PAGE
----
“After a visual assessment of the conformation and any lumps or bumps, the vet will watch the horse move to evaluate the impact of any limb deviations or asymmetries. Where one forelimb “toes in” more than the other, for example, that leg will have a different flight path and land on the outside of the foot – causing uneven loading which transmits through all related joints. Good farriery may rectify the problem, allowing the foot to land flat and protect the coffin joint, navicular apparatus, fetlock joints and related soft tissue structures in that leg.

    “A difference in TI heights is the most common pelvic asymmetry detected at PPE. This is often presumed to be subluxation (partial dislocation) of the sacroiliac (SI) joint, but it may also be caused by asymmetrical muscle forces acting on the pelvis, rather than direct SI ligament injury. Only a few of these horses actually have pathology of the SI ligament or SI joint laxity.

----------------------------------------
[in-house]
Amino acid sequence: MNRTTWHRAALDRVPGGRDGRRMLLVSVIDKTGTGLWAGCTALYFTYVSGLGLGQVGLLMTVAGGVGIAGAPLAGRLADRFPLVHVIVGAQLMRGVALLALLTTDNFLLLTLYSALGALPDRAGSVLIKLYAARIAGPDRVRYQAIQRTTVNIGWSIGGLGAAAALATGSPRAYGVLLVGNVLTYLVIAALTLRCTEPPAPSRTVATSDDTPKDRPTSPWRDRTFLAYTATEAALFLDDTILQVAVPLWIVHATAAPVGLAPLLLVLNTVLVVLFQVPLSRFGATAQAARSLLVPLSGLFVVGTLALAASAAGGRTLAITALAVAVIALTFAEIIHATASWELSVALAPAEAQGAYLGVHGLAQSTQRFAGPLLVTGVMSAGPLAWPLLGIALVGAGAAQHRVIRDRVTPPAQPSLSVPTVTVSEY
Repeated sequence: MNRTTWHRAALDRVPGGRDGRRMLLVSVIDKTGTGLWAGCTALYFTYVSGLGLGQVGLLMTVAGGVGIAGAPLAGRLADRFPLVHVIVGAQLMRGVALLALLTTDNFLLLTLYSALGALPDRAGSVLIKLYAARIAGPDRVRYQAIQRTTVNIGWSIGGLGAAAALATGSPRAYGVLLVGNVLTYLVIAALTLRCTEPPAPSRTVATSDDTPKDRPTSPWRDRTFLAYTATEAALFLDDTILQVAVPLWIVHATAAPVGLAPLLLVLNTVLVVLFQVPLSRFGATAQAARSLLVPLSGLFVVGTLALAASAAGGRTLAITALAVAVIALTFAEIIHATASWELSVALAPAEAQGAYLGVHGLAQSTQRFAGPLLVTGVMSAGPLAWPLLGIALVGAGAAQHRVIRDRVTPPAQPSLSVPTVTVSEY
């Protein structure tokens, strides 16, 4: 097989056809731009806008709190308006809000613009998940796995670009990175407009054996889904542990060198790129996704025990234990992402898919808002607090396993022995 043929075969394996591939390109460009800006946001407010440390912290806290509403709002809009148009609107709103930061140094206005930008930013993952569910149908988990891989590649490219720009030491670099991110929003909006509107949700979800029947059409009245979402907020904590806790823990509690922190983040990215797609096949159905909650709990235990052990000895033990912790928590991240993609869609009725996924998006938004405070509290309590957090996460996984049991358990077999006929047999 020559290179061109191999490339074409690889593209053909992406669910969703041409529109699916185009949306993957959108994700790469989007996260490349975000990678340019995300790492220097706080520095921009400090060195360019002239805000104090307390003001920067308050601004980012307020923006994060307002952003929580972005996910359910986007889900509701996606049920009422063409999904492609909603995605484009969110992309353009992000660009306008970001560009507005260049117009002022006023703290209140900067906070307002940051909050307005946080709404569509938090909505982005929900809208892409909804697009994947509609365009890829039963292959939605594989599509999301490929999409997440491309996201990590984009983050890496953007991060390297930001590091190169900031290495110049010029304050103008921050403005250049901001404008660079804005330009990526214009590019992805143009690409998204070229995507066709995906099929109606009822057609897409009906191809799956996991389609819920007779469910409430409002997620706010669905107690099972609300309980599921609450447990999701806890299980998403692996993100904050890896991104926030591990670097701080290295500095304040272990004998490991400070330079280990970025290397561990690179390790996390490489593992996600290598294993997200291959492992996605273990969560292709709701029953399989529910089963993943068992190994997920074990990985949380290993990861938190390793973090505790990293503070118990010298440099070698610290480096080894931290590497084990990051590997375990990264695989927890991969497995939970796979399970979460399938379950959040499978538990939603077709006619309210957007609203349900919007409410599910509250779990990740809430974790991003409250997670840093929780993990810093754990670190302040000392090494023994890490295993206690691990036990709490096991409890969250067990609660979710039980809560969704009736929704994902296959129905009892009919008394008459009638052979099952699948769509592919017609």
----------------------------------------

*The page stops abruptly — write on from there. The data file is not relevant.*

“Studies have revealed, however, that TS height asymmetries of more than 1cm are often associated with poor performance and should be scrutinised carefully for SI pain on palpation, hindlimb lameness and back stiffness.

    “As with any other asymmetries, this abnormality, if detected, must be carefully interpreted. Is it likely to affect the horse’s performance for the purpose for which he is being purchased? The vet should give an opinion of whether the horse is currently sound in all aspects of the PPE and likely to stand up to his intended job, as well as discussing any implications for resale value.”

    Maintained on medication